A year ago, the Kartarpur Corridor was described as a 'road to peace' between India and Pakistan. Today, the Kartarpur Corridor remains a live, de facto diplomatic channel between the two countries, even after the downgrading of diplomatic missions and suspension of bilateral trade and cross-border trains and buses.
The concluding round of talks on the Kartarpur Corridor, held at the Attari border on Wednesday, fell short of a final agreement, with Pakistan digging in its heels on the contentious issues of a per-head service fee and protocol officers to assist pilgrims.
However, substantive and technical issues like visa-free access all year-round, the joint construction of a bridge and a temporary service road and distribution of langar have been settled.
Pakistan has promised to inaugurate the Kartarpur Corridor–which will allow Indian pilgrims access to Sikh shrines in that country–ahead of the 550th birth anniversary of Guru Nanak. Pakistan Prime Minister Imran Khan made a statement to that effect earlier this week. Hopefully, he will live up to it.
Khan's commitment doesn't stem from any new-found sensitivity vis-a-vis Sikh sentiments. It was obviously intended to pacify international outrage over the recent kidnapping and forced conversion of Sikh girls in Pakistan.
The world is under no illusions regarding the Pakistani state's attitude towards the Sikhs within its borders. The inexorable shrinking of the Sikh community there testifies to its abysmal human rights record.
Of the 40,000 Sikhs in Pakistan at the turn of the millennium, less than a quarter remain, activists say. This, despite an influx of Sikh refugees from Afghanistan.
Naturally, Sikh representation in the Pakistani armed forces and government is virtually non-existent (Major Hercharn Singh was the first Sikh officer to be commissioned, in 2007).
But time and again, this miniscule community has been deployed by Pakistan to whip up 'Khalistan' rhetoric, the latest being a video by a 'Pakistani Sikh leader' supporting its stand on Kashmir.
These are desperate and futile stratagems, given that the 'Khalistan' sentiment is dead and buried and has zero resonance in Punjab or anywhere else in India.
Chief minister Capt Amarinder Singh is a staunchly nationalist war veteran, who isn't prepared to give an inch to potential dissidents. That said, he is as keen as any other denizen of Punjab that the Kartarpur Corridor materializes by Gurpurub (November 12) of this year.
The Radcliffe Line put the birthplace of Guru Nanak, Nankana Sahib, and his last resting place, Darbar Sahib in Kartarpur, out of India's reach. Just four-odd kms from the border, Kartarpur Sahib is clearly visible from Indian soil. At one point, a land swap enabling Kartarpur to become a part of India was proposed, but came to nothing.
Two other gurudwaras in Pakistan commemorate legendary events in Nanak's life. Sacha Sauda Sahib marks Guru Nanak's 18th year, when he fed and clothed the hungry and needy.
Gurudwara Panja Sahib at Hasan Abdal boasts a rock with a handprint, believed to be that of Guru Nanak; legend has it that he stopped the rock, hurled down a hill towards his devotees, with his hand. Thus, several of the most important sites in the Sikh pilgrimage tour are in Pakistan.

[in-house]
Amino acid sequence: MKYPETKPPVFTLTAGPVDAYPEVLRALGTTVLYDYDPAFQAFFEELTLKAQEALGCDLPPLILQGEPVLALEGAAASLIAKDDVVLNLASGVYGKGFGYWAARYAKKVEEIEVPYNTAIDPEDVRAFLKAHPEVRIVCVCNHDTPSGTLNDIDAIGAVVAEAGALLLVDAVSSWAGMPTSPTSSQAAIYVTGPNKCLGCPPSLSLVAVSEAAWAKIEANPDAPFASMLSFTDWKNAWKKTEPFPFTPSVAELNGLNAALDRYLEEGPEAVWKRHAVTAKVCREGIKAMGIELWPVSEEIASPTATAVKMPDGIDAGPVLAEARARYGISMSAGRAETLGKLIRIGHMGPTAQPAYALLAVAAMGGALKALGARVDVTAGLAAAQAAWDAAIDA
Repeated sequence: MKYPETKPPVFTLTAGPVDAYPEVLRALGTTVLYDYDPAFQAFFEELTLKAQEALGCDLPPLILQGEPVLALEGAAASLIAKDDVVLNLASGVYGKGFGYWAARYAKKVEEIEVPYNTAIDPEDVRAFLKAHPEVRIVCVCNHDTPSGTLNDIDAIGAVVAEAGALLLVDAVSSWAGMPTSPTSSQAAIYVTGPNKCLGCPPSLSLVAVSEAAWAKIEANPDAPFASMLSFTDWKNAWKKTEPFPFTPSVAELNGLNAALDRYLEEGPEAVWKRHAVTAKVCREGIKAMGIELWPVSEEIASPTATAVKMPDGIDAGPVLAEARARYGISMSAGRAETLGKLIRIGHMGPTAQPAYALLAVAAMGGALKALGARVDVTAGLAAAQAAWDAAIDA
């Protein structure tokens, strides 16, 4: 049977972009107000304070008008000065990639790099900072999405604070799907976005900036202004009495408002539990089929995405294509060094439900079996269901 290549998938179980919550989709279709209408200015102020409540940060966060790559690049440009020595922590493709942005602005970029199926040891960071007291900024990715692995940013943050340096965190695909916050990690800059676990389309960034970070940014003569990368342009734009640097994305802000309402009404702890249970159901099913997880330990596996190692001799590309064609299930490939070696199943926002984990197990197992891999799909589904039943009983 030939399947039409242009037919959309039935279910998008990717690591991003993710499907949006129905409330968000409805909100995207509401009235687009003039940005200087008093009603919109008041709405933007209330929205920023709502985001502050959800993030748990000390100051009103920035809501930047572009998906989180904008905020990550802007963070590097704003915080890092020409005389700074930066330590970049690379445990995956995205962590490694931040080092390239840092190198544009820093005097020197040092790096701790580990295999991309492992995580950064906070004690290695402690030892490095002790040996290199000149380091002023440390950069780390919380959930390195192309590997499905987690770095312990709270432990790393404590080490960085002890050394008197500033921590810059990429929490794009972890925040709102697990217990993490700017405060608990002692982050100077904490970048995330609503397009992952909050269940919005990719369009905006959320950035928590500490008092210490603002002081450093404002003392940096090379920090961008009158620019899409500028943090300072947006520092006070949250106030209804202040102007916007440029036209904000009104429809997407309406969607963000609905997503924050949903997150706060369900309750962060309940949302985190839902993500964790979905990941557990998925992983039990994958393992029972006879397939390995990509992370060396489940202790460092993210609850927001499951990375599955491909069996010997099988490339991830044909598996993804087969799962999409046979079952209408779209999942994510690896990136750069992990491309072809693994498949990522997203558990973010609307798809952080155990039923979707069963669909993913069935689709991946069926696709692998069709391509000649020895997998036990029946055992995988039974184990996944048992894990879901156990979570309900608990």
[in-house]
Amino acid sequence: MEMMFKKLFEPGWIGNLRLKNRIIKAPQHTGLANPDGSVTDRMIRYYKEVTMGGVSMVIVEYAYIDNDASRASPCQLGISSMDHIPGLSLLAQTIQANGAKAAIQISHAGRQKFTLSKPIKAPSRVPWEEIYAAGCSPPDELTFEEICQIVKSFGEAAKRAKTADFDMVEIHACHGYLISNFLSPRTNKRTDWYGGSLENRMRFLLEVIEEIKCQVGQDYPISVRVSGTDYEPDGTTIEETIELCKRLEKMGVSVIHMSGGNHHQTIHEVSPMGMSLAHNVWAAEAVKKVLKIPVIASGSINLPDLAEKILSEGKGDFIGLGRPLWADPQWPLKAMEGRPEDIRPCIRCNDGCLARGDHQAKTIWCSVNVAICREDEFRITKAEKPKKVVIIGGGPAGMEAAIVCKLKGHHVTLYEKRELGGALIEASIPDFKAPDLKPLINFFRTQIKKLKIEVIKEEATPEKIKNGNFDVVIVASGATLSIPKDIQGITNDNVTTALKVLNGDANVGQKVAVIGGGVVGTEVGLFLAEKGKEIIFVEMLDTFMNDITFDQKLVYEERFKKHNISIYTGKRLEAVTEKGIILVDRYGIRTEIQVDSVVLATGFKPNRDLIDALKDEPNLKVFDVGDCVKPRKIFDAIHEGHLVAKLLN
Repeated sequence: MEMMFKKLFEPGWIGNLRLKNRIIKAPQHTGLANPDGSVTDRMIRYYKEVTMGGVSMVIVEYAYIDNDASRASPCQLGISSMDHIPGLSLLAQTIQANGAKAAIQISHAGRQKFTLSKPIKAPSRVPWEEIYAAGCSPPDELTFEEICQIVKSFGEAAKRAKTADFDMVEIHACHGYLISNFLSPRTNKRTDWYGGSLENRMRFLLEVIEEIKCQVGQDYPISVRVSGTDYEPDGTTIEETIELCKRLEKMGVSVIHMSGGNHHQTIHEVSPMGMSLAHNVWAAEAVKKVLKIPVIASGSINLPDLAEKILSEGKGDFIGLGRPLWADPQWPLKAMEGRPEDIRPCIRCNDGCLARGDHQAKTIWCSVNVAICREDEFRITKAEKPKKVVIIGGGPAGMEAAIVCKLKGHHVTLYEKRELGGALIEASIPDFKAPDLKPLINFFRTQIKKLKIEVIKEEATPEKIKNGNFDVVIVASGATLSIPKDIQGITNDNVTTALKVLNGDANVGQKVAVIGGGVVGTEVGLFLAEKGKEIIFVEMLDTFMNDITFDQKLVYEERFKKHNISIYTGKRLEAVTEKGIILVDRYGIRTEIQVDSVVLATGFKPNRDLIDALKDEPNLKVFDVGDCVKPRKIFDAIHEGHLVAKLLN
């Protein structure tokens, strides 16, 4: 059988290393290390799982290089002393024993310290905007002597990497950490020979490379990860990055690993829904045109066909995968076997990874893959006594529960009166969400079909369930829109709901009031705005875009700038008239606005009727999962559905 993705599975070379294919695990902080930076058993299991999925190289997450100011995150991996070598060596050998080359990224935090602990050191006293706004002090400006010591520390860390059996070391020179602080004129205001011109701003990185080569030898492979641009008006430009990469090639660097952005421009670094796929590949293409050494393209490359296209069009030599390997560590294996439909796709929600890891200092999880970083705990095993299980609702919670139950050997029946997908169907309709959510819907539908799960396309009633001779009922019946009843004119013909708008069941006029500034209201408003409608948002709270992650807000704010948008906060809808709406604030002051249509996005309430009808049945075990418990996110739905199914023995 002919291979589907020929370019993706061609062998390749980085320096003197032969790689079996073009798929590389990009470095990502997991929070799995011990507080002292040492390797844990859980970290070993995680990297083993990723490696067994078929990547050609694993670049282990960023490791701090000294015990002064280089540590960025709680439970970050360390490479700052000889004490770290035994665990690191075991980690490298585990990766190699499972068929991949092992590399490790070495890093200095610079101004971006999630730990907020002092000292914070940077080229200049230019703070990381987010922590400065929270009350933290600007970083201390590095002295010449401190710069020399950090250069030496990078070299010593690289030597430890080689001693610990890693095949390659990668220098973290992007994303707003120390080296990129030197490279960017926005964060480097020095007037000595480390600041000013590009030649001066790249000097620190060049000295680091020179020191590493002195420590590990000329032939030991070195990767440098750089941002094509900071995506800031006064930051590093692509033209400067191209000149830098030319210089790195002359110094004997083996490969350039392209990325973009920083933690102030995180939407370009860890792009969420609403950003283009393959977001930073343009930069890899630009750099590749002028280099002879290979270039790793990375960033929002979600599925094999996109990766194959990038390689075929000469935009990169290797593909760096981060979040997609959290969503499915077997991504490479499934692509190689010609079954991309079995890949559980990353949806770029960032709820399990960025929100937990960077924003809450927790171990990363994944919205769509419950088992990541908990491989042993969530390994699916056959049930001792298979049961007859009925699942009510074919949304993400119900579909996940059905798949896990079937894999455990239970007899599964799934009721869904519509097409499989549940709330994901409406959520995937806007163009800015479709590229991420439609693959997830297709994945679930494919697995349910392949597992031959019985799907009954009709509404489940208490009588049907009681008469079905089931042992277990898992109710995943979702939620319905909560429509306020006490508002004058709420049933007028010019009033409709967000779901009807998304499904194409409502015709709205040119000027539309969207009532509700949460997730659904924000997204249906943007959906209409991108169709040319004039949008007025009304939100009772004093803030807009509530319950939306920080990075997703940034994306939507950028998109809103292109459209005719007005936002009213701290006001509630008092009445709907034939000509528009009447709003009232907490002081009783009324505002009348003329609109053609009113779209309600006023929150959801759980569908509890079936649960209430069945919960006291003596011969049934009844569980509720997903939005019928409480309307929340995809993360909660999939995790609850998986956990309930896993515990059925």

The Kartarpur Corridor links Darbar Sahib with Dera Baba Nanak, a border town founded by the Bedi community to which Nanak belonged. Although the Corridor was first mooted in 1999, the foundation stone was laid only last year.
The importance of 6-km corridor, however, goes far beyond geography. By going forward with the Corridor, the current dispensation in Pakistan wants to demonstrate that it has the political will to take one small step towards normalizing relations with India.
It has realized that it cannot leverage the Corridor in bilateral dialogue with India, which remains firm that only cessation of terrorist activities can be a starting point.
The fact that the talks were held in the backdrop of Pakistani protestors besieging the Indian High Commission in London–for the second time in a month– and renewed efforts by infiltrators to vitiate the atmosphere in the Kashmir Valley, vindicates the Indian government's stand of separating the issue of bilateral dialogue from the Kartarpur Corridor.
Nevertheless, in a troubled history marked by unresolved conflicts, simmering resentment, false promises and intense distrust, the Kartarpur Corridor has the potential of being the first real breakthrough. Religious diplomacy can go a long way in showing positive intent.
It might be useful, in these turbulent times marked by nuclear sabre-rattling, to recall the legend of Guru Nanak's demise. As he prepared for his final journey, both Muslims and Sikhs claimed his remains.
The Guru compromised; his physical form disappeared, leaving two mounds of flowers. The Muslims claimed one and the Sikhs the other. The shrine at Kartarpur thus has a grave and a samadhi. Pakistan would do well to heed the old saying: religion divides but faith unites.
Bhavdeep Kang is a senior journalist with 35 years of experience in working with major newspapers and magazines. She is now an independent writer and author.